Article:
Math is one of those subjects that all but the most devout unschoolers tend to require of their children. Like music or dance, it is usually best learned in sequential steps from basic to advanced. But if the child does not want to learn math, what is the relaxed yet anxious parent to do? I have read stories of unschooled youngsters forgoing textbook math until they decide to take SAT tests, then learning everything they need to know in a matter of months instead of years. I have heard of kids digging into math out of necessity to complete some project such as building a chicken coop or starting a home business. For me, I decided that math was too important to leave to chance (what if my child failed the SATs someday and blamed me for not getting into college?)
I thoroughly researched all the available math programs and let my son choose the one he thought would be best. When the manipulative-based book arrived in the mail, all went well for the first day or so, until my son decided that math was confusing and boring. I tried encouraging words and gentle humor, hot cocoa and soothing music, but after 2 weeks he was in a rage over every page. He simply could not learn anything – REFUSED to learn anything in that frame of mind. I talked to him about the importance of math but he was not impressed. I tried another math program. It made no difference to him because he had already decided that he was no good at math. Finally, in desperation, I found books full of math games and hands-on activities. Success! He enjoyed all games – the more physical and imaginative the better. I also did a lot of research on learning styles that year and found ways to teach him math without him even knowing it.
We didn’t crack open a textbook for four more years. By then, he was much more mature and aware that he was behind his peers in math, so he wanted to get caught up with them. Now, at age 17, he still doesn’t like math, but he makes himself do it (not me!) for his own reasons. And yes, he did catch up. He knows he wants to go to college and wants to do well in the SAT tests. My fears that he would blame me were unjustified because he “owns” his own education. He knows it is his responsibility, not mine. I think it was important for me to back off in the younger years because it became his choice, not his duty nor his punishment, to learn math. Fortunately, the years of just playing with numbers also helped him overcome his fear of textbooks and developed his intuitive understanding of how math works.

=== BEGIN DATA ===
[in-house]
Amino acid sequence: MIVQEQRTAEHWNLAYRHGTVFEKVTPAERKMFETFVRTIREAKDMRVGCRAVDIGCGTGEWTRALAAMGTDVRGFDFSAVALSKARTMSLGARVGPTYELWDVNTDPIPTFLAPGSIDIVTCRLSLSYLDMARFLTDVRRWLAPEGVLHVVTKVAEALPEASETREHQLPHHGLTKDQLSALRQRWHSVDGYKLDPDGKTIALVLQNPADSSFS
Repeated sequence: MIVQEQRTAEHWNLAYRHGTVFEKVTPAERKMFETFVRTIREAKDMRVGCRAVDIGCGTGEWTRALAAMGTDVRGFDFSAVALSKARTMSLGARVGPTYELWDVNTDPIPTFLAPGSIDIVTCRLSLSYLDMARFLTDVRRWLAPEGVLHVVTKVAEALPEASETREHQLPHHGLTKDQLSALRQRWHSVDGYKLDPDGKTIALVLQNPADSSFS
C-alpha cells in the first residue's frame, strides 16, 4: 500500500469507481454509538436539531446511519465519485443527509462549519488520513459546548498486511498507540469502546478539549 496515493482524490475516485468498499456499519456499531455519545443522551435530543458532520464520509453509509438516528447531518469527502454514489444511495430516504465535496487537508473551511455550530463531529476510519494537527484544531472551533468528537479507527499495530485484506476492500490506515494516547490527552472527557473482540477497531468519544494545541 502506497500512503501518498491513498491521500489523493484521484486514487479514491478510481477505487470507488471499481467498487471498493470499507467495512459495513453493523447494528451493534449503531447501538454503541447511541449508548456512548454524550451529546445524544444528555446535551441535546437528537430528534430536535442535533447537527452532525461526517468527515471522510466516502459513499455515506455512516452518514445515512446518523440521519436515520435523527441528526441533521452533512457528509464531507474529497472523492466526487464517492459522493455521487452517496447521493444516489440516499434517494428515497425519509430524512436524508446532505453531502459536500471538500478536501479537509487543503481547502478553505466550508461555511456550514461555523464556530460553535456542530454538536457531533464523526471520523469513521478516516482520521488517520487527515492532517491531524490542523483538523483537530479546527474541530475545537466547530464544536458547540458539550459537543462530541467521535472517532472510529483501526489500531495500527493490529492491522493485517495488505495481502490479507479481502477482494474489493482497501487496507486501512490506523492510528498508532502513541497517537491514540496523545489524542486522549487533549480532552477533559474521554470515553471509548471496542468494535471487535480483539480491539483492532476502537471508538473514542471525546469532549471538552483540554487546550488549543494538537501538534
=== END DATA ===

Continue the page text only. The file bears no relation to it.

My worries over Son #1 were made easier because of Son #2, who seemed to teach himself multiplication at the age of 3. This boy grew up to be a walking calculator and advanced so rapidly through math books that I let him just skip whole sections. He started Algebra at age 10 and soon reached the point where I couldn’t remember how to do any of it – thank goodness he doesn’t mind teaching himself. All I have to do is check his answers.
His ease with math convinced me that it was not my fault Son #1 despaired over math, it was simply a matter of different learning styles and strengths. My job was to be aware of those strengths and help find them the resources they need. Son #2 creates wish lists on Amazon of what books he would like to read because we can’t find any of them in bookstores or libraries. He is obsessed with computer programming, game physics and game design. He recently asked for a college level book on 3D math. It’s just his thing.
My daughter was a different story altogether from her two older brothers. She understood math concepts just fine as long as they were presented in word problems or with manipulatives. But she absolutely struggled with representing those concepts in equations. She could never remember the difference between “plus” signs and “equal” signs and all the other signs – no matter how many worksheets she did. It just made her furious. It was like her oldest brother all over again, but this time I couldn’t leave her alone because we lived in a new state that required testing.
I found a great book called “Math for Humans” by Mark Wahl that explains how to teach math through the 8 intelligences. My daughter has strong spatial and interpersonal intelligences, so I made an effort to integrate art and storytelling with her math lessons. I made paper dolls to represent the plus, minus, multiplication, divide and equal signs (they each wore a hat resembling the appropriate sign). Every math problem became a story problem with the paper dolls and the cuisinaire rods – she finally relaxed.
As she got older, we could replace the manipulatives with more drawing. The margins of her Math-U-See book were covered in drawings, diagrams and doodles and it made all the difference for her. We also used math type story books from the library. She always remembered characters, faces and names. The trick was to turn inanimate, abstract math symbols into something she cared about.
I’ll write up my unit study on anthropomorphizing math in a future topic.